With an all-new iteration due sometime next year, the biggest news for the 2012 Jeep Liberty is a $795 price drop on the top-line Unlimited Jet model. Although its 210-horsepower V6 and 4-speed automatic transmission merit little praise, "Trail-Rated" Liberty variants do offer both part-time and full-time 4-wheel drive systems. An industry-exclusive Sky Slider full-length opening canvas roof is optional.
You'll Like The 2012 Jeep Liberty If...
If you enjoy the Jeep brand but regard a Grand Cherokee as too much of a financial stretch, and the down-market Patriot and Compass seem more trial than trail, the Liberty might be your cup of green tea. And both trail-rated 4WD systems – Command-Trac II and Selec-Trac II – provide a leg-up on the Jeep Liberty's car-based competition. That said, we'd caution against overspending; as you get closer to $30K a Grand Cherokee is much more compelling in both its utility and sport.
You May Not Like The 2012 Jeep Liberty If...
If you prefer to take your Jeep in pure, unadulterated doses, both the new Grand Cherokee and newish Wrangler deliver the goods in a far more credible fashion. In today's market a carmaker's product needs to deliver at least one thing incredibly well; today's Liberty delivers, at best, mid-level performance both on-road and off.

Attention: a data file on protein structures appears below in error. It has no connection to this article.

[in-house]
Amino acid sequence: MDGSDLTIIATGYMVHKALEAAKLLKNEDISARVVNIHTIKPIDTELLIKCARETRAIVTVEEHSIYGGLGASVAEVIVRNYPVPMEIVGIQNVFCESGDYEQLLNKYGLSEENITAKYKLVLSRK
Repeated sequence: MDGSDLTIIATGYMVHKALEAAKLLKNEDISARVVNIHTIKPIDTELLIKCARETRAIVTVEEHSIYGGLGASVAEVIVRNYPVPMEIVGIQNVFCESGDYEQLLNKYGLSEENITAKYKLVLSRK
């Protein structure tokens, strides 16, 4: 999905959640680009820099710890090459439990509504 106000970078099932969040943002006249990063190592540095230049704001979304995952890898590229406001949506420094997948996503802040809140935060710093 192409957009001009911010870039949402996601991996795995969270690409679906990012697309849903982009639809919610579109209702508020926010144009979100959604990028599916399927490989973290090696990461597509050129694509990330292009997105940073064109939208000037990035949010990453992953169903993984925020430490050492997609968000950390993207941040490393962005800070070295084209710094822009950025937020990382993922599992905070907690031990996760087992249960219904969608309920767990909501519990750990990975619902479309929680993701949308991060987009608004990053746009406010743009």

Available in three trims – Sport, Limited and Limited Jet – the 2012 Jeep Liberty enjoys a reduced MSRP ($26,960 plus destination) for 2012, which essentially throws in the transportation fee of $795 from the previous year. New color offerings – Mineral Gray, Canyon Brown Pearl, Rescue Green Pearl, True Blue Pearl and Black Forest Green Pearl – will imbue your new Liberty with either off-road machismo or patriotic fervor. Owners are reportedly athletic and, we hope, imaginative.
Most of the Liberty team's interior capital was expended on the Limited Jet, new in 2011. An attempt to provide an urban environment to this most suburban of Jeeps, the Jet boasts a 9-speaker audio system, a standard security system with side-curtain airbags, and available Dark Slate gray leather seating with accent stitching. And at Chrysler, the leather-wrapped steering wheel is becoming ubiquitous, a fact glove makers must loathe. Ultimately, the environment is adequate, storage reasonable and, thankfully, versatility intact with a generous rear hatch and folding rear seats.
In its basic proportion the Liberty remains attractive, a fact highlighted by Jeep's design team and (recent) concept variants of same. A modest lift and more aggressive off-road rubber make a tremendous difference in the Liberty's stance and athleticism. Regrettably, on the showroom floor the Liberty's mass overwhelms the rubber, while brightwork places the visual elements in a neither-fish-nor-fowl stylistic quagmire. We will, however, offer a round of applause for the Liberty's Sky Slider full-length sunroof. If out in the great outdoors, this is a beautiful way of sharing its greatness with your passengers.